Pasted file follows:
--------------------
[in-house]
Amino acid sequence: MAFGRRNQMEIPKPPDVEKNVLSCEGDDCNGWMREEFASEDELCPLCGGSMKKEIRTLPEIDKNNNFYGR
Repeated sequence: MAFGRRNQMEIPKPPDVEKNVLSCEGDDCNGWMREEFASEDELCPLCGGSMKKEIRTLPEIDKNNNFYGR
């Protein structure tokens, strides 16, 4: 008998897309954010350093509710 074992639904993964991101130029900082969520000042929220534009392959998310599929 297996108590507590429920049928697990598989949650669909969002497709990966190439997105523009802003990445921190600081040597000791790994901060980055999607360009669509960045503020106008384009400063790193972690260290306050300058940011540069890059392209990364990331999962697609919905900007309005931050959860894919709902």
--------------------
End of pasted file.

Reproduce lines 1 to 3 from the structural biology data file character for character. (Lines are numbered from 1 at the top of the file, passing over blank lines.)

[in-house]
Amino acid sequence: MAFGRRNQMEIPKPPDVEKNVLSCEGDDCNGWMREEFASEDELCPLCGGSMKKEIRTLPEIDKNNNFYGR
Repeated sequence: MAFGRRNQMEIPKPPDVEKNVLSCEGDDCNGWMREEFASEDELCPLCGGSMKKEIRTLPEIDKNNNFYGR